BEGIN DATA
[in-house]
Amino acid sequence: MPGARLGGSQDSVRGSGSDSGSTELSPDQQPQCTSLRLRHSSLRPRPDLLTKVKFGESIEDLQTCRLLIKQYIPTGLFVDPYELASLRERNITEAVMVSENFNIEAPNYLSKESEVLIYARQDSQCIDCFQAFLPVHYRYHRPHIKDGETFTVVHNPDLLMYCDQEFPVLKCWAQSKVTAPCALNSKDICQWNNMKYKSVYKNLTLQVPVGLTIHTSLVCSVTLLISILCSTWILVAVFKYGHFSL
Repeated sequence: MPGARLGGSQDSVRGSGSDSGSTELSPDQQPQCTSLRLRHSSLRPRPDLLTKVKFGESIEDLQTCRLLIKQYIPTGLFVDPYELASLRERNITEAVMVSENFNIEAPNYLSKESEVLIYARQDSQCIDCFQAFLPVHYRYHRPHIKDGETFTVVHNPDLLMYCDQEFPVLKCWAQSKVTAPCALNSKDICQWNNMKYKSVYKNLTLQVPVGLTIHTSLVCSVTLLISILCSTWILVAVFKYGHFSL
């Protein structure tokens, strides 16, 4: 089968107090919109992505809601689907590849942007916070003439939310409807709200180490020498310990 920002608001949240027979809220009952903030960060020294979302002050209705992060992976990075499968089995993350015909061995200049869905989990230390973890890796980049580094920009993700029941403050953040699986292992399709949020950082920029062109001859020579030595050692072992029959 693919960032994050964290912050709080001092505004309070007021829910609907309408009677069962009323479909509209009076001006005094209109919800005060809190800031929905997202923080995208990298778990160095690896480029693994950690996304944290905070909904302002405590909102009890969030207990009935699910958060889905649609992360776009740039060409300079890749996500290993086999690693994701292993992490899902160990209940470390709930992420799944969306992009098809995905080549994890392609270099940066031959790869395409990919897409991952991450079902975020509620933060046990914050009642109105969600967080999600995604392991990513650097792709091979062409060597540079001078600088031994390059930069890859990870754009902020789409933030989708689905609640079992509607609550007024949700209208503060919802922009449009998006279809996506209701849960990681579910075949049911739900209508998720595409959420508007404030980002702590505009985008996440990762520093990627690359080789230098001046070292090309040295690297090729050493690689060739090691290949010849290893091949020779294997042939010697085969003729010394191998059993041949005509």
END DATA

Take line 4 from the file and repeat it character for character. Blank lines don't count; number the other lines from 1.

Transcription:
């Protein structure tokens, strides 16, 4: 089968107090919109992505809601689907590849942007916070003439939310409807709200180490020498310990 920002608001949240027979809220009952903030960060020294979302002050209705992060992976990075499968089995993350015909061995200049869905989990230390973890890796980049580094920009993700029941403050953040699986292992399709949020950082920029062109001859020579030595050692072992029959 693919960032994050964290912050709080001092505004309070007021829910609907309408009677069962009323479909509209009076001006005094209109919800005060809190800031929905997202923080995208990298778990160095690896480029693994950690996304944290905070909904302002405590909102009890969030207990009935699910958060889905649609992360776009740039060409300079890749996500290993086999690693994701292993992490899902160990209940470390709930992420799944969306992009098809995905080549994890392609270099940066031959790869395409990919897409991952991450079902975020509620933060046990914050009642109105969600967080999600995604392991990513650097792709091979062409060597540079001078600088031994390059930069890859990870754009902020789409933030989708689905609640079992509607609550007024949700209208503060919802922009449009998006279809996506209701849960990681579910075949049911739900209508998720595409959420508007404030980002702590505009985008996440990762520093990627690359080789230098001046070292090309040295690297090729050493690689060739090691290949010849290893091949020779294997042939010697085969003729010394191998059993041949005509």